Following Shackleton and his two principal companions, Frank Worsley and Tom Crean, dramatic 800 mile voyage aboard the 23 foot whaler or lifeboat the James Caird to South Georgia, they immediately set about the task of securing the rescue of their 22 comrades marooned on distant Elephant Island from their icy prison, where the men had survived on a diet of seal and penguin and mugs of steaming hot gruel, known as hoosh.

Between 23rd May 1916 and 31st August 1916 Shackleton made four attempts to return to Elephant Island and secure their rescue. However despite all Shackleton’s efforts the first three attempts were unsuccessful, the rescue boat being beaten back by the ice on each occasion. The fourth attempt was a success, and the hero of that hour was the skilled acting commander of the Chilean navy ship the Yelcho – that man was Pilot Luis Alberto Pardo Villalon (1882-1935).

The Yelcho was totally unsuited for the job in hand, having no Radio, no proper heating system, no electric lighting and no double hull – It was Pilot Pardo’s experienced and masterly navigation, that led his ship through the Drake Passage amidst a strong winter storm. He found Elephant island covered in fog but free from icebergs. Trusting his own instinct, Pardo decided to approach the island, confident of a crew composed only of volunteers and relying on the echo that could be heard from his own ship’s siren. Shackleton’s men were rescued that afternoon, and the Yelcho was able to commence the return voyage to Punta Arenas.

The welcome they received on arriving at Punta Arenas was unbelievable. Almost the entire population had turned out to welcome them. This was to be nothing compared to the reception they received when the Yelcho arrived at Valparaiso on 27th September. At least 30,000 people thronged around the harbour and nearby streets. Shackleton wrote “ Everything that could swim in the way of a boat was out to meet us “.

Captain Pardo was given a hero’s welcome in his home country of Chile and immediately promoted to Pilot 1st class and given several civilian medals and naval honours , including credit for ten years of service for his rescue feat.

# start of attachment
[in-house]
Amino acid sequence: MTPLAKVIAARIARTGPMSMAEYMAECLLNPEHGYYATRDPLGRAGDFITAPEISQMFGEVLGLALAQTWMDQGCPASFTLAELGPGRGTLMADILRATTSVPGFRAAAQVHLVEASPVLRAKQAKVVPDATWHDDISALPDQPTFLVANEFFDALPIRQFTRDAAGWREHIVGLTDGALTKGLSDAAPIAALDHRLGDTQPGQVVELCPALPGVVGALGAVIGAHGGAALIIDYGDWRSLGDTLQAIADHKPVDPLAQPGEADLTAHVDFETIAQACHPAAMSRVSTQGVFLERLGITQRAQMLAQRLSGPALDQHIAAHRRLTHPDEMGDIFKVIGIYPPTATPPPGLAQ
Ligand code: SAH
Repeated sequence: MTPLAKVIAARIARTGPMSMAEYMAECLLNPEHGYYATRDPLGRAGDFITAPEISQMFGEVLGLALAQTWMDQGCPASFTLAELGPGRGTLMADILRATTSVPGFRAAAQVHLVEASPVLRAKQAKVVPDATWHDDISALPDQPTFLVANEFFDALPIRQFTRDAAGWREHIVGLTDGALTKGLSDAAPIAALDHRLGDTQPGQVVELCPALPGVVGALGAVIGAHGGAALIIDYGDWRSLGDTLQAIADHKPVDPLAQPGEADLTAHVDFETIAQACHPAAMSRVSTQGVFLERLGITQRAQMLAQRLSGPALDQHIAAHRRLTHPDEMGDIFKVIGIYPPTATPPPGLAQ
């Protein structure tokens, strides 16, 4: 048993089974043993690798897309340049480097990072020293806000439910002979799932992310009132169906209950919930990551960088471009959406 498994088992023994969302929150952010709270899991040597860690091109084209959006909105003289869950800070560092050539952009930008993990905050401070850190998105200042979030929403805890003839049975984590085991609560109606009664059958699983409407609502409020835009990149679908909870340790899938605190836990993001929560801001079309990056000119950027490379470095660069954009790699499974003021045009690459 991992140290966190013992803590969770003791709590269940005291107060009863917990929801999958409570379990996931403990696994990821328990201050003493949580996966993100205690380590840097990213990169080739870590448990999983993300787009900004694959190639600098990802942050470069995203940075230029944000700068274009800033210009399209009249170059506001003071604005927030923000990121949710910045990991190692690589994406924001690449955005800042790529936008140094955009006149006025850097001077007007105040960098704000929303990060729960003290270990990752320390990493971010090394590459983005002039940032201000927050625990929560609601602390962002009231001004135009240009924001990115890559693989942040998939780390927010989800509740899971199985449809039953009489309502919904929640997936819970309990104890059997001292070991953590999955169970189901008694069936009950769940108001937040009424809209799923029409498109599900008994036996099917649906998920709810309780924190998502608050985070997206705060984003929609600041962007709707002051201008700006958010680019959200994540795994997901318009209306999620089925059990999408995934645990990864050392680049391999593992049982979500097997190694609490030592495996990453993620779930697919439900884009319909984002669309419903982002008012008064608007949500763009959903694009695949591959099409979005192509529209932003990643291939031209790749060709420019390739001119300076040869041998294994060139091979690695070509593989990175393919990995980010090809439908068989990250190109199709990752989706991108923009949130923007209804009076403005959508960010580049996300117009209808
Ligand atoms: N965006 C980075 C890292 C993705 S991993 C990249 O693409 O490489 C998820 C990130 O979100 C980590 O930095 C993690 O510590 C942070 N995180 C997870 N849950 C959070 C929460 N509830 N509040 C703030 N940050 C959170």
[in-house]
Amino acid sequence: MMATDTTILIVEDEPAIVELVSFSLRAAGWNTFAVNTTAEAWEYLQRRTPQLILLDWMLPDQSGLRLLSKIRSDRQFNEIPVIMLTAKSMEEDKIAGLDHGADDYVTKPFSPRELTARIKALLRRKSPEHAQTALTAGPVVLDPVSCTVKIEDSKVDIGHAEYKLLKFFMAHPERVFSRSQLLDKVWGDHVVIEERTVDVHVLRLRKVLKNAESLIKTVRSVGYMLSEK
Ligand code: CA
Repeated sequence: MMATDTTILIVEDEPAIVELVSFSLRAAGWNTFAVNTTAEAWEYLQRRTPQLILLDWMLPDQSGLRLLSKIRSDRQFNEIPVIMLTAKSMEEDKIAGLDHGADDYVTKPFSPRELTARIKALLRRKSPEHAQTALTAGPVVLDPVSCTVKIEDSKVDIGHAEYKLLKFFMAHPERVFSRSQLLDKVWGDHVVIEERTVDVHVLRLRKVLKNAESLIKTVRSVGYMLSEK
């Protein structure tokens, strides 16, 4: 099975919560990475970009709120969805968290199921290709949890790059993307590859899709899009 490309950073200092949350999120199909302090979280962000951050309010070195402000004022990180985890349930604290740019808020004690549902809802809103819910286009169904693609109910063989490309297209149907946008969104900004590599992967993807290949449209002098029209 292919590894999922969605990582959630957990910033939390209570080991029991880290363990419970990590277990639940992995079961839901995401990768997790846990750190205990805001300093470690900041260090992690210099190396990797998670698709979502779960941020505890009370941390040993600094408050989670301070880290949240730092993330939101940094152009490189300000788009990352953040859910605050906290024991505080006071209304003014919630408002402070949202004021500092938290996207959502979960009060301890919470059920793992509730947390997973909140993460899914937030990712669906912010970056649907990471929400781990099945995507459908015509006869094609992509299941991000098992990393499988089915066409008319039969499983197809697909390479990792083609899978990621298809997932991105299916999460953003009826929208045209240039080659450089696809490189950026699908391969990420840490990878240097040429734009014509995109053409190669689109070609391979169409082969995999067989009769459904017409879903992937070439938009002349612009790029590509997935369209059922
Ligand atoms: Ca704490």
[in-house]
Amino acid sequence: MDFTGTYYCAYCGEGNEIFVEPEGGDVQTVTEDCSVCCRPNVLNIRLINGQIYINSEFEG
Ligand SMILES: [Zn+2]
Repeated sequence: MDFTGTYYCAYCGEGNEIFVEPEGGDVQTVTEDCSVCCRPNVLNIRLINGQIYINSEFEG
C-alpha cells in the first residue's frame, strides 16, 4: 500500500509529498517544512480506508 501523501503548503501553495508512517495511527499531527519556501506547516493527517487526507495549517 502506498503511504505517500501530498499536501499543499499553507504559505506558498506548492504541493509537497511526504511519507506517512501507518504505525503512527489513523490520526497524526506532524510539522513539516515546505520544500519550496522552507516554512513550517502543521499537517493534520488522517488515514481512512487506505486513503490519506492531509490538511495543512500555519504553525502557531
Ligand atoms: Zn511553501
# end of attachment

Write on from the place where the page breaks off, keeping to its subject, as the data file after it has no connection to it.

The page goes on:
The British government authorized a large monetary award, which he turned down, stating that he was simply fulfilling a mission assigned to him by the Chilean Navy.  After three years service in the Navy, Pardo filed for retirement in 1919. The Chilean government appointed him consul of Chile in Liverpool. This was quite an honour, as at that time Liverpool was the greatest sea-port in Europe if not the world. Luis Pardo held this position between  1930 – 1934.

Sadly Luis Pardo died of bronchopneumonia on the 21st February 1935, aged 52 in Santiago, Chile.

The character of Luis Pardo can be evaluated in a letter he wrote to his father, once he accepted their rescue mission and shortly before sailing to Antarctica:

The task is great, but nothing frightens me: I’m Chilean. Two considerations make me face these dangers: save explorers and give glory to Chile. I’ll be happy if I could achieve what others can not. If I fail and die, you will have to take care of my Laura and my children, who without any support except for yours. If I have success, I have done my duty as a seaman humanitarian and as a Chilean. When you read this letter, or your child will be dead or have reached Punta Arenas with the castaways. I will return not alone.

Life after the rescue

Pardo Ridge, the highest portion of Elephant Island, was named after Luis Pardo, and a cape on the northern tip of the Island was given the name Yelcho. The bow of the Yelcho is on display at Puerto Williams, a Chilean Naval base on the Beagle Channel, and a bust of Captain Pardo has been placed at the site of the Endurance crew’s camp on Elephant Island.

Pardo also received the medal of the City of Punta Arenas, the medal Corps Lifeguard Valparaiso , the medal of the Patriotic League of Chile , the medal of the Chilean Society of History and Geography and the medal of the Maritime League of Chile – School of Mechanical also gave a distinction to machinist over the Yelcho, the greatest engineer José Beltrán Gamarra , the 30 of September of 1916.

The cutter boat Yelcho was built in 1906 by the Scottish firm G. Brown and Co. of Greenock, on the River Clyde for towage and cargo service of the Chilean Sociedad Ganadera e Industrial Yelcho y Palena de Puerto Montt. In 1908 she was sold to the Chilean Navy and ordered to Punta Arenas as a tug and for periodic maintenance and supply of the lighthouses of the zone.

The Yelcho was retired from active Navy duty in 1945, but was still used as a ship’s tender at the Chilean School for Cabin Boys until 1958. In 1962 she was sold off, presumably for scrap.

Early life

Luis Alberto Pardo Villalon – Captain Pardo entered the Chilean Naval Pilot’s School in July 1900, and joined the Chilean Navy as a Pilot 3rd Class in June 1906. He was promoted to Pilot 2nd class in September 1910, and assigned to the Magallanes Naval Base in southern Chile as captain of the steam tugYelcho.

The 23 crew of The Yelcho:

Captain : Luis Alberto Pardo Villalon.
2nd in Command : Leon Aguirre Romero.
Chief Engineer : Jorge L. Valenzuela Mesa.
2nd Engineer : Jose Beltran Gamarra.
Engineers : Nicolas Munoz Molina and Manuel Blackwood.
Firemen : Herbito Cariz Caramo. Juan Vera Jara. Pedro Chaura. Pedro Soto Nunez. Luis Contreras Castro.
Guard : Manuel Ojeda. Ladislao Gallego Trujillo. Hopolito Aries. Jose Leiva Chacon. Antonio Colin Parada.
Foreman : Jose Munoz Tellez.
Blacksmith : Froilan Cabana Rodriguez
Seamen : Pedro Pairo. Jose del C. Galindo. Florentino Gonzalez Estay. Clodomiro Aguero Soto.
Cabin Boy : Bautista Ibarra Carvajal.

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